note: yo should switch back to the tap:aio:/path/to/mycd.iso,hdc:cdrom,r syntax after installation, since loop back have to be recreated after you reboot the host system.

4gb seg fixup errors


echo 'hwcap 0 nosegneg' > /etc/ld.so.conf.d/libc6-xen.conf && ldconfig

Read this XenFaq entry for more info.

No login prompt when using `xm console`

Using a lenny domU, make sure you have hvc0 listed in inittab, like 1:2345:respawn:/sbin/getty 38400 hvc0. There happened to be a lot of changes of default console unit used by Xen (tty1, xvc0, hvc0 etc) but for a Lenny domU (version > 2.6.26-9) it's hvc0.

'clocksource/0: Time went backwards'

If a domU crashes or freezes while uttering the famous lasts words 'clocksource/0: Time went backwards', your domU is likely using the xen clocksource instead of its own clock ticks. In practice, this seems to be the cause of infrequent lockups under load (and/or problems with suspending).

see http://bugzilla.xensource.com/bugzilla/show_bug.cgi?id=1098

workaround #1

A workaround is to decouple the clock in the domU from the dom0:

In your dom0 and domU /etc/sysctl.conf add the line: xen.independent_wallclock=1. On the dom0, edit the configuration file of the domU (e.g. /etc/xen/foobar.cfg and add (or expand) the extra-line: extra="clocksource=jiffies".

These settings can be activated without rebooting the domU. After editing the configuration files, issue sysctl -p and echo "jiffies"> /sys/devices/system/clocksource/clocksource0/current_clocksource on the domU prompt.

Because the clock won't be relying on the dom0 clock anymore, you probably need to use ntp on the domU to synchronize it properly to the world.

workaround #2

Another possibility ist to use the behaviour of the previous xen-kernel settings: clocksource=jiffies and independent_wallclock=0

Setting clocksource=jiffies for the dom0 and each domU as kernel parameter has eliminated the "Time went backwards" for me (14 dom0s and 27 domUs running stable for two weeks). You can check the values with

cat /sys/devices/system/clocksource/clocksource0/current_clocksource


cat /proc/sys/xen/independent_wallclock

With these settings, ntp ist only needed in the dom0. If you change the time in a domU while ntp is running on the according dom0, time will be corrected within a few minutes in the domU. Hint: I didn't manage to influence the time of the domU with setting the time in the dom0 with date or hwclock, nevertheless ntp seems to do this (http://bugs.debian.org/cgi-bin/bugreport.cgi?bug=534978#29).

"Error: Bootloader isn't executable"

The above, rather cryptic, error (when starting a domU using xen-utils/xm create) is due to xen-utils not being able to find PyGrub. Modify your xm-debian.cfg config file to use the absolute directory (ie. bootloader="/usr/lib/xen-3.2-1/bin/pygrub" instead of bootloader="pygrub") and your domU should boot up fine.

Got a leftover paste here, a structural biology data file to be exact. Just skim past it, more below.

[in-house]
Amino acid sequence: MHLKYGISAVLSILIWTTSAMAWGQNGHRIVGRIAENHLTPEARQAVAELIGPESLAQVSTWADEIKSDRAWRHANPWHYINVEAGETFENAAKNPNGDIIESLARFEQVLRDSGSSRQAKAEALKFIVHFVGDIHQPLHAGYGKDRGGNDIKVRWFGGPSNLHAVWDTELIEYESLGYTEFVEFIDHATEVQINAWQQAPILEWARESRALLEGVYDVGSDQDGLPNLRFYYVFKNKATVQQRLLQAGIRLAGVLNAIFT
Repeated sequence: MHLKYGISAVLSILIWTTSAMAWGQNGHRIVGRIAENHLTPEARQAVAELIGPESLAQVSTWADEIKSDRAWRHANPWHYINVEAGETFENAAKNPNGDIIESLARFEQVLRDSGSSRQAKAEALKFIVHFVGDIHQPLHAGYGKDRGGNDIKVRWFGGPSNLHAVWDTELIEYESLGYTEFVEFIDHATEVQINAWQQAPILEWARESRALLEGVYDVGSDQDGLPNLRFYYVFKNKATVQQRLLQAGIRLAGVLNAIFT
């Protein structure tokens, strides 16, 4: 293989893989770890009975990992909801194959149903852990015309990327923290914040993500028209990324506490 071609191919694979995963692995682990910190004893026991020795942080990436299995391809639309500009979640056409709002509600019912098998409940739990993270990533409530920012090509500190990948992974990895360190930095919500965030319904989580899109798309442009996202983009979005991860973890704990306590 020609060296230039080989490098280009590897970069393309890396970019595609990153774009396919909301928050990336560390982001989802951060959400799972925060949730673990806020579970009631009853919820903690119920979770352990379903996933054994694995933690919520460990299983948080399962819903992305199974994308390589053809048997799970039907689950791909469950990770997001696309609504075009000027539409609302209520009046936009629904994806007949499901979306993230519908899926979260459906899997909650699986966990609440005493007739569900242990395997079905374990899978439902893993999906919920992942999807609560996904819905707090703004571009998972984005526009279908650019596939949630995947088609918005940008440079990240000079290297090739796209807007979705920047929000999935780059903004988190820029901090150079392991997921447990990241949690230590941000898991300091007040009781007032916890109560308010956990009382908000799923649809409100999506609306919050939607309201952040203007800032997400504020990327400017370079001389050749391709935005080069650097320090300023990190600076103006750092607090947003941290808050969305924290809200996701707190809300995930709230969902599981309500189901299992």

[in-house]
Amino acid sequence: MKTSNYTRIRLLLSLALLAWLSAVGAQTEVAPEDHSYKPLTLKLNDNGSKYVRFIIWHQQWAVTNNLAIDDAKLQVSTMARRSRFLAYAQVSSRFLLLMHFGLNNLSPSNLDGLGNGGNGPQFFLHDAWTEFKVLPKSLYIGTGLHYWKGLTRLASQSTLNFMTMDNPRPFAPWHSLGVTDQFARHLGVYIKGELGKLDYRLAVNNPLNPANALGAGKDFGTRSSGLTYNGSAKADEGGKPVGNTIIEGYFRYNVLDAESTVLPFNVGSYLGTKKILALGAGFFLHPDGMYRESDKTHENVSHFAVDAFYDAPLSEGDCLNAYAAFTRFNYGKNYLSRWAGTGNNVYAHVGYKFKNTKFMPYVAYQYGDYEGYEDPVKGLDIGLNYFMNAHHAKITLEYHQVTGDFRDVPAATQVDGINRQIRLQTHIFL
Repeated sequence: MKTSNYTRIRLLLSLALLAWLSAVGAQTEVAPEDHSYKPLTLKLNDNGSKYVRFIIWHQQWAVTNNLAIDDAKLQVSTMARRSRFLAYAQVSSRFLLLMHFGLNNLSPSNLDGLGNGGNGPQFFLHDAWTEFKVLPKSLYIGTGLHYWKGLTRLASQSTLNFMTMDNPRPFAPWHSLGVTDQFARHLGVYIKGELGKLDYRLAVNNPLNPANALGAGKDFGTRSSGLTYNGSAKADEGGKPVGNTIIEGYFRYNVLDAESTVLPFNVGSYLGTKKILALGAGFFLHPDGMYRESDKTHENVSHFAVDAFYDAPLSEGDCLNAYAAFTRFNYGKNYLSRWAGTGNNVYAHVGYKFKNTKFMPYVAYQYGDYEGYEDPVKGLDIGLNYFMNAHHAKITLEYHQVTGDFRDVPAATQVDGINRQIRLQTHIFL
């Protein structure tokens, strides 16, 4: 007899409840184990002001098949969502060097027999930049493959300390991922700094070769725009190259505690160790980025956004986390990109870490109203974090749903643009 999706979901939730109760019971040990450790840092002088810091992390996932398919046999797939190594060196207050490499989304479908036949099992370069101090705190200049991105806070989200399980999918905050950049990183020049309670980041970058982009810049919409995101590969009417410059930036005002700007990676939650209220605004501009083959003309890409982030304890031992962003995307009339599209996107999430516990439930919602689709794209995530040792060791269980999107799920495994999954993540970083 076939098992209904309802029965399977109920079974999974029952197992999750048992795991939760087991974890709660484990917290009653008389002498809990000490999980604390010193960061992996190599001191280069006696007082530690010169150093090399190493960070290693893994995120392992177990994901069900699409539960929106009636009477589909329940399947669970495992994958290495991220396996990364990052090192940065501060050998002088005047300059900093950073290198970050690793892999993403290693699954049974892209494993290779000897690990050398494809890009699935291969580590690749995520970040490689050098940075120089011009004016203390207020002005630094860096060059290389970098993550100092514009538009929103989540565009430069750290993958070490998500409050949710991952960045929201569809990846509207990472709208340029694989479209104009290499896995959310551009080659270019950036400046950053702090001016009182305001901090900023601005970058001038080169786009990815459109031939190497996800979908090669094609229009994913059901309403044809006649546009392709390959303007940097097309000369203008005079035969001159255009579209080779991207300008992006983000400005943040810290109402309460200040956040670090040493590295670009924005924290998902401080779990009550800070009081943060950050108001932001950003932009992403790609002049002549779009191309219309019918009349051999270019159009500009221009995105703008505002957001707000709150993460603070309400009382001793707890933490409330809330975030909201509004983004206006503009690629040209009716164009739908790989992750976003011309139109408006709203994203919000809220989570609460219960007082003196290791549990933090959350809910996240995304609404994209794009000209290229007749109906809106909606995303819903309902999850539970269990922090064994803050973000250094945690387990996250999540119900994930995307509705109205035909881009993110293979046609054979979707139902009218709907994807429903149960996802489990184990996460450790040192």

"ERROR (XendCheckpoint:144) Save failed on domain mydomu32 (X)."

xm save/migration of a 32-Bit domU on a 64-Bit dom0 fails. It seems this is not supported with linux-image-2.6.26-2-xen-amd64 (http://readlist.com/lists/lists.xensource.com/xen-users/4/24225.html). One workaround is to use a 64-Bit Hypervisor with a 32-Bit dom0 (http://lists.xensource.com/archives/html/xen-users/2008-12/msg00404.html). See also 526695

"network routing for hvm guests:"

ERROR in /var/log/xen/qemu-dm-[.*].log:

bridge xenbr0 does not exist!

/etc/xen/scripts/qemu-ifup: could not launch network script

When using routing instead of bridging there seems to be problems for hvm guests. Here a very bad hack for it: prerequsites:

in "/etc/xen/xend-config.sxp"

  • (network-script 'network-route netdev=<ethX,internet_you_want_to_use>')
    (vif-script vif-route)

in your domU config file

  • ...
    vif = [ 'type=ioemu, mac=00:16:3e:XX:XX:XX, vifname=vif-<domU-name>, ip=<domU-ip>, bridge=<ethX,nic_you_want_to_use>' ]


In "/etc/xen/scripts/qemu-ifup" disable with a #

  • # brctl addif $2 $1 


  • gwip=`ip -4 -o addr show primary dev "$2" | awk '$3 == "inet" {print $4;exit}'| sed 's#/.*##'`
    ip link set "$1" up arp on
    ip addr add $gwip dev "$1"

after starting you domU

  • ip route show
    ip route del <domU-ip> dev vif-<domU-name>
    ip addr show (should show a tap device with your <dom0-IP of the ethX,nic_you_want_to_use>)
    ip route add to <domU-ip> via <dom0-IP of the ethX,nic_you_want_to_use> dev tapX

pretty bad but works...

PV drivers on HVM guest

It may be possible to build the PV drivers for use on HVM guests. These drivers are called unmodified_drivers and are part of the xen-unstable.hg repository. You can fetch the repository using mercurial thus:

  •   hg clone http://xenbits.xen.org/xen-unstable.hg

The drivers reside under xen-unstable.hg/unmodified_drivers/linux-2.6. The README in this directory gives compilation instructions.

NUMA with xen 3.4

In order to activate NUMA awareness in the hypervisor on multi-socket AMD and Intel hosts, use the following:

acpi=on numa=on

by default, NUMA is off.